full circle in the hundred acre wood

The last bobcat I saw outside our gate was run over, riddled with bullets and flat as a flitter.

Driving back from town where we had been picking up stacks of literature on faucets, sinks, toilets, bidets and bathtubs from various plumbing supply houses around town, Buck and I saw that our gate was blocked by a mechanical bobcat. The driver was downshifting like a NASCAR racer, picking up piles of broken trees and stacking them to one side. He noticed we weren’t continuing on around the sharp curve in the road, but had stopped to turn in, so he backed out of the way and idled. We pulled in. I opened the gate while Buck went to talk with the driver.

About that time a flatbed truck with high sides built out of plywood came flying around the curve, found a smooth place near the big pile of debris and angled in. The woman behind the wheel filled up the driver’s side, bright yellow curly hair bouncing as she manhandled that truck around. A Jack Russell terrier jumped all around on the passenger side.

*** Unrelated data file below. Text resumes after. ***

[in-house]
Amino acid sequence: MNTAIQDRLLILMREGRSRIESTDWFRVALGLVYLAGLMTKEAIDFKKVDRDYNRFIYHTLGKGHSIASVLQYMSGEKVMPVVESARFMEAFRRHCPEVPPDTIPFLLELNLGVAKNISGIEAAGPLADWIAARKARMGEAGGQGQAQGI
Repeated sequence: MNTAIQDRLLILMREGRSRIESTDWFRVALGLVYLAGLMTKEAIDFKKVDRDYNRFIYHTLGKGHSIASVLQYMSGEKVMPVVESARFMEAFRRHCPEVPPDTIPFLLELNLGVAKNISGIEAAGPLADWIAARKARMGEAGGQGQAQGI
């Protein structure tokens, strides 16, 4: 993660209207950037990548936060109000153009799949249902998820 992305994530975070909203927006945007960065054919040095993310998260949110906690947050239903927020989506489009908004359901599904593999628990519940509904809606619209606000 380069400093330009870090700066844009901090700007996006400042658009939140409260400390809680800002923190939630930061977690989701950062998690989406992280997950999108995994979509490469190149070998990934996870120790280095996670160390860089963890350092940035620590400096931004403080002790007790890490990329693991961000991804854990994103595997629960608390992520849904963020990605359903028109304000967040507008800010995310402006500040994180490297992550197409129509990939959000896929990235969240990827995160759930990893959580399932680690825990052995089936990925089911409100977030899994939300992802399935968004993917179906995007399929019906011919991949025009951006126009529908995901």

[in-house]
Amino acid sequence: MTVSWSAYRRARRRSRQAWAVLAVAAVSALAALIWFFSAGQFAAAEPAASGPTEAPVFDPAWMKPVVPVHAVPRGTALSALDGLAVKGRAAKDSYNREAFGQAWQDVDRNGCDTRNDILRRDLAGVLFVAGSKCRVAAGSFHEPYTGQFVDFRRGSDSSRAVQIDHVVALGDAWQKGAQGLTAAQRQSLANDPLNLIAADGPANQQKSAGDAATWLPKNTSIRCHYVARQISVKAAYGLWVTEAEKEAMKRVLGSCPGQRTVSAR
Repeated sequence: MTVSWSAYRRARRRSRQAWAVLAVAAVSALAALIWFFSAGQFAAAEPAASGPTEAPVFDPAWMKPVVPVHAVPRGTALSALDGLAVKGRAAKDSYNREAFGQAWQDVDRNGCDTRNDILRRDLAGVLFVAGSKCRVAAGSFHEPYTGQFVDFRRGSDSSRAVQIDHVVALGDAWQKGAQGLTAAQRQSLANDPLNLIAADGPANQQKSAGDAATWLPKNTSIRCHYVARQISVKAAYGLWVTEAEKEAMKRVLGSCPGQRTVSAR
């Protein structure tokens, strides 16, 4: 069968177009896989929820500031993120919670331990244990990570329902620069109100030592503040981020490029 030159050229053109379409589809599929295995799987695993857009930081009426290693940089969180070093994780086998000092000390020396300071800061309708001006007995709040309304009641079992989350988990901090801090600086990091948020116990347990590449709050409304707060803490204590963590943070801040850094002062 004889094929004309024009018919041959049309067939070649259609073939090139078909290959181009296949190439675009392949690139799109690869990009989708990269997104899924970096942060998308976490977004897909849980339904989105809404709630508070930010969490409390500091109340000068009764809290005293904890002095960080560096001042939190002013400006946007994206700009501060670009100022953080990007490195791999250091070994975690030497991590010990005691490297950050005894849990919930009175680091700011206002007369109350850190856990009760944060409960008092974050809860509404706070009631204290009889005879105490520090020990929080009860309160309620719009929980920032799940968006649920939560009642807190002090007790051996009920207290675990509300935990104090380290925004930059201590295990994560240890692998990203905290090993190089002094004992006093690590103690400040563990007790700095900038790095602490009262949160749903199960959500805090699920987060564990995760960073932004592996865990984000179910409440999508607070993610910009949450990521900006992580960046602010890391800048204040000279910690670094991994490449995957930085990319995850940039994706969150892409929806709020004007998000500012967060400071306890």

Clem, Sarah and their dog Nogales had driven in from Texas right after Hurricane Ivan. They work for the Federal Emergency management Agency (FEMA) as part of the debris cleanup team.

We thanked them, then Clem said, “Well, we best get on with it. The afternoon’s runnin’.”

At last count, there are more than 49,000 “blue roofs” (tarpaulins) on homes in Escambia (Pensacola) and Santa Rosa (Ft. Walton) counties. A staggering amount of roadside debris has been picked up, but there is still a lot left, especially on the back roads. If Clem and Sarah stay with FEMA, they won’t see Texas until sometime next year.



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